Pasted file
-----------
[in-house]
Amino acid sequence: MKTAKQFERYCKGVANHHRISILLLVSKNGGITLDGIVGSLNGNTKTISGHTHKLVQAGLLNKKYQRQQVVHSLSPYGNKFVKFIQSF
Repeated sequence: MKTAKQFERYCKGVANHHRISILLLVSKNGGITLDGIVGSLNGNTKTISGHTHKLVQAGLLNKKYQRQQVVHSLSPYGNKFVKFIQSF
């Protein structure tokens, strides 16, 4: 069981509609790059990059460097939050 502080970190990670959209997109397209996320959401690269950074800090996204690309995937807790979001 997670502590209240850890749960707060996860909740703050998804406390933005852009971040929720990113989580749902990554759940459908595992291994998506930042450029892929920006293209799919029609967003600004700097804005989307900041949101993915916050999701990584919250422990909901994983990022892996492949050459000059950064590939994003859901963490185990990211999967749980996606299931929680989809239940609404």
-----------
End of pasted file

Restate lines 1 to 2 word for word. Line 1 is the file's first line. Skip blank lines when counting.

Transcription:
[in-house]
Amino acid sequence: MKTAKQFERYCKGVANHHRISILLLVSKNGGITLDGIVGSLNGNTKTISGHTHKLVQAGLLNKKYQRQQVVHSLSPYGNKFVKFIQSF